Alex Salmond
Alex Salmond, Scotland's first minister, speaks during his final address to pro-independence 'yes' campaigners ahead of the referendum. Getty Images

"Well," as Alistair Darling has such an irritating habit of saying, "this is it." Throughout my entire adult life, I have craved to see Scotland become a normal independent country, because I believe that it will lead to a more equal society, to a transformative improvement in our democratic processes, and to the removal of inhuman weapons of mass destruction from our soil. It's scarcely comprehensible that just one day, this day, will determine whether all of that happens, or whether Scotland's cause is put on the back-burner again for perhaps another twenty or thirty years.

It's only when you ponder the "little" things that you truly appreciate just how big this is. Will the House of Lords be abolished in Scotland? On the ballot today. Will the God-awful first-past-the-post voting system be consigned to the dustbin of history? On the ballot today. Will Andy Murray, who has apparently just come out for a Yes vote (assuming his Twitter account hasn't been hacked!), ever represent Scotland at the Olympics? On the ballot today.

And yet weirdly I feel quite calm. I think maybe there's a tendency at great historical turning-points to subconsciously feel that the outcome is determined by powerful forces beyond our control, and that we are mere spectators. That categorically isn't the case, of course. If the contest is as close as the opinion polls suggest, then the result really will be determined by countless little decisions that individuals make today – not least the decisions of Yes supporters to give up their time to knock on doors and help get the pro-independence vote out.

So what will Scotland feel like tomorrow? Contrary to the perception of some of our detractors, I don't know a single supporter of independence who would react to a Yes vote by thinking "job done" and then do nothing but grin inanely for the rest of their natural life. Most of us see self-government as an essential prerequisite to achieving important objectives, but no more than that – actually getting to the destination will require a huge amount of work well beyond independence day. The vast expansion of childcare provision that has been at the heart of the Yes campaign's pitch won't just happen by magic, nor will all the nuclear weapons disappear by teatime on Saturday. But if we vote Yes, we take the success of these plans into our own hands. By voting No, we guarantee failure.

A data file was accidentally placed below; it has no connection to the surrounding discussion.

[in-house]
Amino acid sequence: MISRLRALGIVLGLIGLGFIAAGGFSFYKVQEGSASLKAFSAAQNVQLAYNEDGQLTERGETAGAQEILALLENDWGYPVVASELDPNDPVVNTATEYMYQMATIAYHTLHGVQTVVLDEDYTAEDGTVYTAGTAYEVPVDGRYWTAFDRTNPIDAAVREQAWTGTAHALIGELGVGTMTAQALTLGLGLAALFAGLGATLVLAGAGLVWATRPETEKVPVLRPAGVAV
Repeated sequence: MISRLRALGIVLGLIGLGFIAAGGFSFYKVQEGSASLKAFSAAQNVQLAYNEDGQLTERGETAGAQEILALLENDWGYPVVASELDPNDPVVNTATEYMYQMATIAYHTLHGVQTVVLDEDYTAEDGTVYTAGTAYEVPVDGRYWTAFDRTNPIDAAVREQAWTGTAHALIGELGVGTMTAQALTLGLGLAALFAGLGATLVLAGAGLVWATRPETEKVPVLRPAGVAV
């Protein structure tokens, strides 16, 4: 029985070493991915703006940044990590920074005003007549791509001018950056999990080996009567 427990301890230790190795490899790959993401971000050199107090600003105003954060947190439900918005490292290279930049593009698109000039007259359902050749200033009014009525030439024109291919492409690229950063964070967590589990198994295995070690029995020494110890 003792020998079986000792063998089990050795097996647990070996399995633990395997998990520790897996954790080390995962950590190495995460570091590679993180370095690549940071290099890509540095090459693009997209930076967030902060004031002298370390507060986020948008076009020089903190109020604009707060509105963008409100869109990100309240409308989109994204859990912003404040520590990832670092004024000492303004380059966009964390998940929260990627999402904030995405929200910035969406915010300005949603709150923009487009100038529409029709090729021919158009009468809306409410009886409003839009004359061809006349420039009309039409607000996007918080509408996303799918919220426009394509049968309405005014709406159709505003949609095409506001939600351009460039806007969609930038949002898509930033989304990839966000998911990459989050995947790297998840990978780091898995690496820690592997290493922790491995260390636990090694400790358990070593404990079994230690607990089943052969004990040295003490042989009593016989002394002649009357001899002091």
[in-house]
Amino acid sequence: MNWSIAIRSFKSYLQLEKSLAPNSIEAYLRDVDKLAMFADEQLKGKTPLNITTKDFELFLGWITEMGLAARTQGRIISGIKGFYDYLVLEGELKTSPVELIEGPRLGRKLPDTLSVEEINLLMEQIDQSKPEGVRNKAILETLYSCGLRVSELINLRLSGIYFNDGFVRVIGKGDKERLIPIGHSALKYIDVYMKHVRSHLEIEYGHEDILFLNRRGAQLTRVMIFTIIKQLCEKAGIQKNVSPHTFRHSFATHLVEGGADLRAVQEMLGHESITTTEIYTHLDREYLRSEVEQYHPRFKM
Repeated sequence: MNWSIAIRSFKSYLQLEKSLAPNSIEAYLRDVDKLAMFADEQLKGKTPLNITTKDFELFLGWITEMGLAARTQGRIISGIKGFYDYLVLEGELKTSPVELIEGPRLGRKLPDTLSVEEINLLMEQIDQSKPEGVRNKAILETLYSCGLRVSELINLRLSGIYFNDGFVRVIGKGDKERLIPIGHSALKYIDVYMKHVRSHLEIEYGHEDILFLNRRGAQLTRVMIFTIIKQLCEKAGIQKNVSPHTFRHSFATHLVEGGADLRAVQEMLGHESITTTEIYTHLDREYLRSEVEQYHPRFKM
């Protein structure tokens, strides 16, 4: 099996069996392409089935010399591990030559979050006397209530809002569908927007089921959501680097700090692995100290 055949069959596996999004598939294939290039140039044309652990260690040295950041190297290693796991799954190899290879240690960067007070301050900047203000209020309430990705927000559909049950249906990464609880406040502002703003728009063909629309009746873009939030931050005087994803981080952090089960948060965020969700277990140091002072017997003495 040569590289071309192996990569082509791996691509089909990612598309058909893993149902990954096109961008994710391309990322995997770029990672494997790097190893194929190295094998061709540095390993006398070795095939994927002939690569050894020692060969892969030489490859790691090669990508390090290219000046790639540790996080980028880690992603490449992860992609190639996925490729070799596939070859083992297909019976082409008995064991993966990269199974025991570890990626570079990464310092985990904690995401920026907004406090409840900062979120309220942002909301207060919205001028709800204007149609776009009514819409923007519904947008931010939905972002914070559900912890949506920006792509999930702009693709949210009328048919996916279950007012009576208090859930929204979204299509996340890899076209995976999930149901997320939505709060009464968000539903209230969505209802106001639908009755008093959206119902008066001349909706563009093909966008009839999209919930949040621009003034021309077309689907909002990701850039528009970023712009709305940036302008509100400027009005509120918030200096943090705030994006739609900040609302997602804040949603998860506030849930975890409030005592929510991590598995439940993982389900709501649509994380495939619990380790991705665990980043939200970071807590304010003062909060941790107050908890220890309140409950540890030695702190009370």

I don't know a single supporter of independence who would react to a Yes vote by thinking "job done" and then do nothing but grin inanely for the rest of their natural life.

I'm not sure No voters yet appreciate just how traumatic an experience it would be for Scotland to wake up tomorrow, look at itself in the mirror, and realise that the one and only thing it did when it took power into its own hands for a day was to throw that power away again, possibly forever. Few people would escape that hangover, no matter how they voted. We need look no further than the Quebec experience for the proof of that – people quickly realised they'd been conned into voting No by promises of more autonomy that never materialised, and yet there was nowhere left to go. There was no option, and no apparent will, to go back in time and take the power back.

Indeed, our trauma may be even worse than Quebec's, because our own No campaign's message has degenerated from "vote No for a few extra powers that we may or may not deliver" to "vote No because thinking is too hard". Last night, my jaw dropped to the floor when I received a leaflet that literally read "if you don't know, vote No". I struggle to imagine how our collective self-esteem would ever recover from the knowledge that we had thrown away our golden opportunity for such a braindead "reason".

My own message to undecided voters is this: if you still don't know, take just two hours on the internet to find as much information as you can (the brilliant Wee Blue Book is a good place to start), and then vote either Yes or No. We'll all do our best to make things work afterwards, even though a No would set Scotland on a very tough road. But don't rush blindly into the biggest hangover in history just because siren voices from London are telling you that two hours of thinking will probably feel too much like hard work.